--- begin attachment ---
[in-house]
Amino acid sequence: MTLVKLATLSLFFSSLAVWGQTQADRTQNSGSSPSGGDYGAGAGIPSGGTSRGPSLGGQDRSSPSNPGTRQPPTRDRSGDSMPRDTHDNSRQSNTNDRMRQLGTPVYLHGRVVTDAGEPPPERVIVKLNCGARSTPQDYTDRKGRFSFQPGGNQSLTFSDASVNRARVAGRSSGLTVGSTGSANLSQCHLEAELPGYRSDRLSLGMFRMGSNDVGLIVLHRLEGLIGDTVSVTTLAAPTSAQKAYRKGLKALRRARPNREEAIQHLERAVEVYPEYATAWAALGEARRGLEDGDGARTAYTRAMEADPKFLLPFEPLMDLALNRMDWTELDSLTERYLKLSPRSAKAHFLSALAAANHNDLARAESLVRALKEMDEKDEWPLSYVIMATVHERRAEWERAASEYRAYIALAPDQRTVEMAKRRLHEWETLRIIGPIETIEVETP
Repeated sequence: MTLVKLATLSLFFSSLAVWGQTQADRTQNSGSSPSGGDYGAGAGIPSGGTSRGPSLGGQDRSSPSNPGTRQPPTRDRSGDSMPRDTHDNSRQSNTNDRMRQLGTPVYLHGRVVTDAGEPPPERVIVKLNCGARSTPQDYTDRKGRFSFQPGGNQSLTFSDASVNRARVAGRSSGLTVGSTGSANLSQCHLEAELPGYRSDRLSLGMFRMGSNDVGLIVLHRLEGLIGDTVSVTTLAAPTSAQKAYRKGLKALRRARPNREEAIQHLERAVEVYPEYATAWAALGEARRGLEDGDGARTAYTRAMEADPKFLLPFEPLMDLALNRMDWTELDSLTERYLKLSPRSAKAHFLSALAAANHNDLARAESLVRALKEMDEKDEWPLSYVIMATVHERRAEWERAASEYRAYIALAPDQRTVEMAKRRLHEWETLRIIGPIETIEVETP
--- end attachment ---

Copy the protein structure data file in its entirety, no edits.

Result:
[in-house]
Amino acid sequence: MTLVKLATLSLFFSSLAVWGQTQADRTQNSGSSPSGGDYGAGAGIPSGGTSRGPSLGGQDRSSPSNPGTRQPPTRDRSGDSMPRDTHDNSRQSNTNDRMRQLGTPVYLHGRVVTDAGEPPPERVIVKLNCGARSTPQDYTDRKGRFSFQPGGNQSLTFSDASVNRARVAGRSSGLTVGSTGSANLSQCHLEAELPGYRSDRLSLGMFRMGSNDVGLIVLHRLEGLIGDTVSVTTLAAPTSAQKAYRKGLKALRRARPNREEAIQHLERAVEVYPEYATAWAALGEARRGLEDGDGARTAYTRAMEADPKFLLPFEPLMDLALNRMDWTELDSLTERYLKLSPRSAKAHFLSALAAANHNDLARAESLVRALKEMDEKDEWPLSYVIMATVHERRAEWERAASEYRAYIALAPDQRTVEMAKRRLHEWETLRIIGPIETIEVETP
Repeated sequence: MTLVKLATLSLFFSSLAVWGQTQADRTQNSGSSPSGGDYGAGAGIPSGGTSRGPSLGGQDRSSPSNPGTRQPPTRDRSGDSMPRDTHDNSRQSNTNDRMRQLGTPVYLHGRVVTDAGEPPPERVIVKLNCGARSTPQDYTDRKGRFSFQPGGNQSLTFSDASVNRARVAGRSSGLTVGSTGSANLSQCHLEAELPGYRSDRLSLGMFRMGSNDVGLIVLHRLEGLIGDTVSVTTLAAPTSAQKAYRKGLKALRRARPNREEAIQHLERAVEVYPEYATAWAALGEARRGLEDGDGARTAYTRAMEADPKFLLPFEPLMDLALNRMDWTELDSLTERYLKLSPRSAKAHFLSALAAANHNDLARAESLVRALKEMDEKDEWPLSYVIMATVHERRAEWERAASEYRAYIALAPDQRTVEMAKRRLHEWETLRIIGPIETIEVETP